• God does not have total control, but rather as Richard Rohr has said, is the great Allower. God allows all things. Everything is free to happen, to exist, even those things that are evil and that bring sorrow. There is an opposition in all things, and often God can be found in the unity underlying those opposites, a coincidentia oppositorum, which shows how all things are interdependent and interconnected. The “gods” understand that these opposites must be allowed to exist for there to be life and existence, or else all things would be one without differentiation. They are liberators, giving freedom to all, and pointing all to those ways of living that bring the most joy.
  • God is eternal life, because all things live and die within God, and this process is everlasting. God is Life itself, the awareness and consciousness that continually arises in all living things, that allows reality to become conscious of itself, to know itself, and that is the way God knows God. The “gods” know that their bodies and minds are mortal and will die, but they also know by experience that they are the way God manifests and knows and loves the world, through them. They know their deepest being resides in God, and is God, not in their finite body or mind. They know their life is the Life of God, the only way God lives.

Humans who become “a god” do not become a separate god from God, but realize their godhood in God, the only God there is, since there is only one Ultimate Reality, one absolute Truth. They come to know who they are at the deepest level, the ground of their existence, and this is God. They therefore come to identify with God as a manifestation of God, “a god” in duality. At times, when this identification and communion becomes especially strong in their lives, in their consciousness and being, they speak and act with the grace of Truth and Love itself. They act as God. The Wisdom, and Power, and Joy, and Freedom, and Life of God flows through them unimpeded, unobscured by the ego self.

When the “I” of the personal ego is perceived in truth and let go, then the “I” of God fills the vacuum and flourishes. As the Apostle Paul noted, even though Jesus knew that he was in God, a manifestation of God, “equal” to God, this did not mean it was something that inflated his ego to extreme heights of grandiosity of power, control, invincibility, etc. On the contrary, Jesus could only realize the truth of that manifestation by emptying himself (kenosis) completely of ego, of his personal self, of his individual will, and becoming a servant to all other beings through love (Phil. 2:6-7; John 13:35). He humbled himself to the depths, realizing that all other beings were also a manifestation of the Self of God, for the rest of his life (Phil. 2:8; Matthew 25:40). It was through this humility, this surrender of ego-self, this condescension below all (not above), that he was exalted to be “a god” in God “the Father” (Phil. 2:9-11). His life became a mirror of true Reality, of the Being that is this Cosmos, the Source of us all.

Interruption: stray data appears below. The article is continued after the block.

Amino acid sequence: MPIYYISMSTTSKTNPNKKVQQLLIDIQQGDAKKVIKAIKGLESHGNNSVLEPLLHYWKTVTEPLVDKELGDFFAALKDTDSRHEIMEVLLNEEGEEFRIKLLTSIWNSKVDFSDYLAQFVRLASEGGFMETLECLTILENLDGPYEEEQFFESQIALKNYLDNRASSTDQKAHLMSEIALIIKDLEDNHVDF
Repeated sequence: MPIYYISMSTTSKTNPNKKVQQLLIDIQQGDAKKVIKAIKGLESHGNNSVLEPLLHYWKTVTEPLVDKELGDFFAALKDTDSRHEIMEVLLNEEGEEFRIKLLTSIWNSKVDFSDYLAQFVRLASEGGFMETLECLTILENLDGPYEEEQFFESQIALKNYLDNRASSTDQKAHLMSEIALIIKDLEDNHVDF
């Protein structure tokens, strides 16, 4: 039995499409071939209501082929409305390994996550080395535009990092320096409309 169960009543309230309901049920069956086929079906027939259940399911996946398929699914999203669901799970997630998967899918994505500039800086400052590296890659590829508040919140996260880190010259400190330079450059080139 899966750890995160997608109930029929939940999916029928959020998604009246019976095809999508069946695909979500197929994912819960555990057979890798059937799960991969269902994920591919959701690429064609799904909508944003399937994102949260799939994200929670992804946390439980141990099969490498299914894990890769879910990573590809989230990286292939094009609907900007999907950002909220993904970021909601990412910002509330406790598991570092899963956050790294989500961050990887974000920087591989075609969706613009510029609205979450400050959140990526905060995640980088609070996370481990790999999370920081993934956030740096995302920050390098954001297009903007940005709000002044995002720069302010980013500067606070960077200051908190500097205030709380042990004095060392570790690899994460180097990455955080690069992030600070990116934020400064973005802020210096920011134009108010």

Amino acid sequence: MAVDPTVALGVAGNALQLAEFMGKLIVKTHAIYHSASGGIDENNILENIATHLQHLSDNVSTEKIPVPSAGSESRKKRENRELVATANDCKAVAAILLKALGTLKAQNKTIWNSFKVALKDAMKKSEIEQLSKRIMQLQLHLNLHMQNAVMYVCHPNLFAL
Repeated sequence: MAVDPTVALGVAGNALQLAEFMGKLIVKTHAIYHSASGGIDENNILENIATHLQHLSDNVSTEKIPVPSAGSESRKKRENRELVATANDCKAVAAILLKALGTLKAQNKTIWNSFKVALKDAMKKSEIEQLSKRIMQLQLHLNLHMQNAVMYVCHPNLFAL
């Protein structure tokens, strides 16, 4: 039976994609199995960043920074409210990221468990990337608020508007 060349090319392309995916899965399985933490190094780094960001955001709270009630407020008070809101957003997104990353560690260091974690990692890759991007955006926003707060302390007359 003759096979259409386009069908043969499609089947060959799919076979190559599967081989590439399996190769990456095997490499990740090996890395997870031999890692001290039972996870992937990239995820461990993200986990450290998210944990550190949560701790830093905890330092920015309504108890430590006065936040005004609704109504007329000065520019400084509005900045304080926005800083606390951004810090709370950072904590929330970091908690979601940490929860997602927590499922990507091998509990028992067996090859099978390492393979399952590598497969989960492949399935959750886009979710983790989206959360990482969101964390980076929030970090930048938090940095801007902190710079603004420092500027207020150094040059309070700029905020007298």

So too may each of us become “a god.” As I’ve written before, this is not a change from what we are, but a realization of what we truly are, and it is this realization that effects a great change in our lives. We may realize our oneness in the highest Truth, the Ultimate Reality, and embody this Love. This is, it seems, what all the “gods” have taught to others so that they may be “gods” as well.

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8 thoughts on “What does it mean to be “a god”?

  1. Bryce, I guess those who have become “gods” stand out because they are so few – because this understanding is so esoteric. We all hope intuitively that the day will come when this is NOT so rare, that “All men should be prophets”.
    Another observation. This understanding removes the “magic” from our religion. I’ve been trying also – though less eloquently than you – to remove the magic from the mysteries. Removing the magic will almost always be met with resistance, perhaps because it puts the accountability in our hands – not the hands of the cosmos. it’s up to us to seek that harmony (the knowledge of God) and live in that harmony (become one with God).

    1. Thank you for your thoughts. Yes, they are “few” who realize this godhood, or as Jesus said, “few there be that find it (Life).” I think understanding these things is esoteric because they cannot be expressed perfectly in words. In their fullness they can only be experienced. So anything we say about it is likely to fall far short, and even sound contradictory, paradoxical, and incredible. I do believe all people can be prophets/gods, but not all will do what it takes, to live in the way that reveals it. Ego gets in the way, traps us.